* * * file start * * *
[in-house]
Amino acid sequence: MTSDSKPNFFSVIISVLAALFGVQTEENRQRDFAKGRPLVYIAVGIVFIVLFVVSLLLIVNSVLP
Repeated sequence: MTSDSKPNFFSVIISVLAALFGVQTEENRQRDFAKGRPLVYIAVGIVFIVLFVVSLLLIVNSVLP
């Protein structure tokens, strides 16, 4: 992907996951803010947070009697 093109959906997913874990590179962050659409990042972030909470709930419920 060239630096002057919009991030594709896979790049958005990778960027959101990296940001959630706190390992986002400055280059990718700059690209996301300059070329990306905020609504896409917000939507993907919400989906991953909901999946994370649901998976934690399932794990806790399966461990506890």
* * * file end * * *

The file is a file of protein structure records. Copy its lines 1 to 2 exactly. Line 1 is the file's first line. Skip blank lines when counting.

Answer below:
[in-house]
Amino acid sequence: MTSDSKPNFFSVIISVLAALFGVQTEENRQRDFAKGRPLVYIAVGIVFIVLFVVSLLLIVNSVLP